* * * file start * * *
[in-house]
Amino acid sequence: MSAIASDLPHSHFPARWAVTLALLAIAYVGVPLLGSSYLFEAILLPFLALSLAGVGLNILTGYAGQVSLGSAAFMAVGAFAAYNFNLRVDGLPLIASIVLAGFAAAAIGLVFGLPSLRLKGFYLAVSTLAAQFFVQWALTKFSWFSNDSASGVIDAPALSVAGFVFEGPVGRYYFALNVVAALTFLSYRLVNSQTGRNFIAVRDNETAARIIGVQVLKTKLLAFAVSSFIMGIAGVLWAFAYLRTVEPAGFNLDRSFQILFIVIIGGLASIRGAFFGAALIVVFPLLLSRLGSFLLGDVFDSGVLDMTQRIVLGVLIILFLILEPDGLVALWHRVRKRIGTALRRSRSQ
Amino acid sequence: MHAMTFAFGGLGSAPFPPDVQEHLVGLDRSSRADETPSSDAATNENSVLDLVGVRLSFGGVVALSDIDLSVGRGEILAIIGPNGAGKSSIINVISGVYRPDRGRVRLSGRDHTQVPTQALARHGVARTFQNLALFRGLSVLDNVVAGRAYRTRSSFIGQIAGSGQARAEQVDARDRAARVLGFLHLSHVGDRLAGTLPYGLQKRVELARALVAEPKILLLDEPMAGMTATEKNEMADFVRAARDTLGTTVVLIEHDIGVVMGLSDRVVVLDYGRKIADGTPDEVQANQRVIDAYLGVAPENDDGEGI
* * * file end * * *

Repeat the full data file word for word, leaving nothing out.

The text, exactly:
[in-house]
Amino acid sequence: MSAIASDLPHSHFPARWAVTLALLAIAYVGVPLLGSSYLFEAILLPFLALSLAGVGLNILTGYAGQVSLGSAAFMAVGAFAAYNFNLRVDGLPLIASIVLAGFAAAAIGLVFGLPSLRLKGFYLAVSTLAAQFFVQWALTKFSWFSNDSASGVIDAPALSVAGFVFEGPVGRYYFALNVVAALTFLSYRLVNSQTGRNFIAVRDNETAARIIGVQVLKTKLLAFAVSSFIMGIAGVLWAFAYLRTVEPAGFNLDRSFQILFIVIIGGLASIRGAFFGAALIVVFPLLLSRLGSFLLGDVFDSGVLDMTQRIVLGVLIILFLILEPDGLVALWHRVRKRIGTALRRSRSQ
Amino acid sequence: MHAMTFAFGGLGSAPFPPDVQEHLVGLDRSSRADETPSSDAATNENSVLDLVGVRLSFGGVVALSDIDLSVGRGEILAIIGPNGAGKSSIINVISGVYRPDRGRVRLSGRDHTQVPTQALARHGVARTFQNLALFRGLSVLDNVVAGRAYRTRSSFIGQIAGSGQARAEQVDARDRAARVLGFLHLSHVGDRLAGTLPYGLQKRVELARALVAEPKILLLDEPMAGMTATEKNEMADFVRAARDTLGTTVVLIEHDIGVVMGLSDRVVVLDYGRKIADGTPDEVQANQRVIDAYLGVAPENDDGEGI